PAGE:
Dark sky activists need to use “all the tools in the toolbox” to reach the goal of becoming a dark sky nation, delegates were told on the final day of the New Zealand Starlight Conference in Tekapo.
“The definition of insanity is doing the same thing over and over again and expecting a different outcome,” International Dark-sky Association executive director Ruskin Hartley said.
“Astronomy doesn’t always work, we can’t put this on the back of astronomers anymore – we need to broaden it out.”
Over the four day conference, which opened on Sunday, speakers from all over the world presented evidence on the growing problem of light pollution, its negative impact on human health and wildlife, the important work of astronomers tracking near earth objects, and the social and cultural loss that accompanies the loss of dark skies.
Department of Conservation (DOC) Eastern South Island manager Andy Roberts agreed “if we are going to get the attention of government to build on what appears to be a growing groundswell, we need to connect in with the thinking of government”.
“There are issues of wellbeing, there are issues of health, there are issues a spiritual and cultural connection to what we see and experience and a biodiversity value. There’s also a really big sustainability drive to this.”
He said with a government putting together a wellbeing budget, wellbeing should be the focus for a Dark Sky Nation campaign.
Recurring barriers to dark skies shone through the conference, including public awareness, education of those at the top level and road lighting policies.
In recent years, councils have been converting streetlights to light-emitting diodes (LEDs) which, although more environmentally friendly than previous bulbs, can actually make light pollution worse. Using satellite data, Chris Kyba showed the world brightened by 9.1 per cent between 2012 and 2016 as LED use increased.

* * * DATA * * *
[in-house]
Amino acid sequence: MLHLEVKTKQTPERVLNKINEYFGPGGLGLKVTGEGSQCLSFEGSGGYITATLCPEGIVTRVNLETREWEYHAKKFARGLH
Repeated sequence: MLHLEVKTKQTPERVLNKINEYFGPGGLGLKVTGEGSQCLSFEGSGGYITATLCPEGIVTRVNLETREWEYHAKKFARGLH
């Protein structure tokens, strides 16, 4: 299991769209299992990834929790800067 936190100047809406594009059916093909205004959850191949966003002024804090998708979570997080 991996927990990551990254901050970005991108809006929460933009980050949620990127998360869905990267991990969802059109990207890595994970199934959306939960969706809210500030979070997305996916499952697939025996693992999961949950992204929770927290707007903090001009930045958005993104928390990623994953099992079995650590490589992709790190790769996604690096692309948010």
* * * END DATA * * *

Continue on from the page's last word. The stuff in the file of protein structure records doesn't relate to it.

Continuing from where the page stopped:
Canadian Lighting Company chief executive Robert Dick said there is a lot of inherent bias that “light is good”.
He called for a clear set of lighting guidelines that could be easily adapted to the needs of a region including making blue light filters and shielding compulsory; carrying out on-site inspections; and scheduling lights to be lowered or off when no longer needed for human activity.
There also needs to be at least three manufacturers producing compliant lighting to build the market, he said.
On why New Zealand should become the first Dark Sky Nation, Nalayini Davies, ASTRONZ and Auckland Astronomical Society, said “we are so far behind we are ahead”.
Light pollution is growing at a rate of two per cent globally, but only one per cent in New Zealand, and 2.4 per cent of the country is IDA accredited compared to 0.1 per cent internationally.
Closing the conference, Davies said becoming a Dark Sky Nation would not only protect existing Dark Sky Places (Aoraki Mackenzie, Stewart Island and Great Barrier Island), it would increase national awareness leading to better lighting use, minimise the impact on human health and wildlife, save money and preserve the night skies for future generations.
“Overall, a Dark Sky Nation is congruent with, and supportive of, New Zealand’s international image as ‘clean and green’.”